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Hartland Covered Bridge

31 Main Street, Hartland, New Brunswick, E7P, Canada

Formally Recognized: 1999/09/15

Front corner view of the bridge and its vertical board  of front and side; PNB 2004
Hartland Covered Bridge, front corner view
Panoramic view of the bridge and surroundings.; PNB 2004
Hartland Covered Bridge, side view.
Panoramic view of the bridge, river and immediate landscape; PNB 2004
Hartland Covered Bridge, side view

Other Name(s)

n/a

Links and documents

Construction Date(s)

1901/01/01

Listed on the Canadian Register: 2004/07/22

Statement of Significance

Description of Historic Place

The Hartland Covered Bridge Provincial Historic Site consists of a seven span Howe truss structure, 391m long, crossing the St. John River at Hartland.

Heritage Value

The Hartland Covered Bridge is the longest covered bridge in the world and one of the most recognized structures in Canada. It is significant both for its structural qualities, contributions to transportation, and as a symbol of the heritage of covered bridges in New Brunswick.

After the destruction of two spans of the original 1901 structure during an ice jam in 1920, the bridge was completely rebuilt and covered by 1922. The present bridge is a standard covered bridge structure composed of a Howe truss superstructure enclosed with vertical unpainted weatherboard siding and shingle roof. It is typical of New Brunswick covered bridges in its details of construction and lack of ornamentation

An interior electric light system was first installed in 1924, making it one of the few illuminated covered bridges. The covered pedestrian sidewalk on the downriver side was added in 1945.

Source: New Brunswick Culture and Sport Secretariat, Heritage Branch, Site File # 88.

Character-Defining Elements

- its original location spanning the Saint John River;
- the bridge’s length at 391 m, making it the longest covered in the world;
- the heavy-timber Howe truss structure, typical of covered bridge construction and engineering of this period in New Brunswick;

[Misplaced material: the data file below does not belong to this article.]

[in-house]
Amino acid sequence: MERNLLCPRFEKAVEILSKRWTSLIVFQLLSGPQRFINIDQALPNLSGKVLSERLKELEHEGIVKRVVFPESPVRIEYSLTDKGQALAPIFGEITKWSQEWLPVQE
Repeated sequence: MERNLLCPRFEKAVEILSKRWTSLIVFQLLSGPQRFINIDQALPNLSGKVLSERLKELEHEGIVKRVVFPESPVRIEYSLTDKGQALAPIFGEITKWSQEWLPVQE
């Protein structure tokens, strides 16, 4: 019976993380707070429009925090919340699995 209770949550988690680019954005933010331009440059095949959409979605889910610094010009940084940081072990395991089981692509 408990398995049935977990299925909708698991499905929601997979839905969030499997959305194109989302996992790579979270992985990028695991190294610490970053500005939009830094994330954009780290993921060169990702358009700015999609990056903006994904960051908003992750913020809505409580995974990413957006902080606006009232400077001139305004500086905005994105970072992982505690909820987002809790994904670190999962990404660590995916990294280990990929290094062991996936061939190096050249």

- the concrete piers supporting the trusses, with their tapered shape on the upriver side to break ice flows;
- the shingled gable roof typical of New Brunswick covered bridges

The material elements of the bridge, typical of the majority of New Brunswick’s covered bridges, include:
- virtually no roof overhangs on the gable ends and roof eaves;
- lack of ornamentation;
- the vertical unpainted weatherboard siding material;
- the plain ends with their arched portals finished with weathered boards and thin white painted trim boards;
- the outer board sheathing on the upriver side that has a row of small openings allowing light and air, roofed with small projections to keep out snow and rain;
- the covered pedestrian sidewalk on the downriver side;
- illumination by an interior electric light system.

Recognition

Jurisdiction

New Brunswick

Recognition Authority

Province of New Brunswick

Recognition Statute

Historic Sites Protection Act, s. 2(1)

Recognition Type

Historic Sites Protection Act – Historic

Recognition Date

1999/09/15

Historical Information

Significant Date(s)

n/a

Theme - Category and Type

Developing Economies
Communications and Transportation
Expressing Intellectual and Cultural Life
Architecture and Design

Function - Category and Type

Current

Historic

Transport-Land
Bridge, Tunnel or Other Engineering Work

Architect / Designer

n/a

Builder

n/a

Additional Information

Location of Supporting Documentation

Heritage Branch - Site File 88, Hartland Covered Bridge

Cross-Reference to Collection

Fed/Prov/Terr Identifier

88

Status

Published

Related Places

n/a

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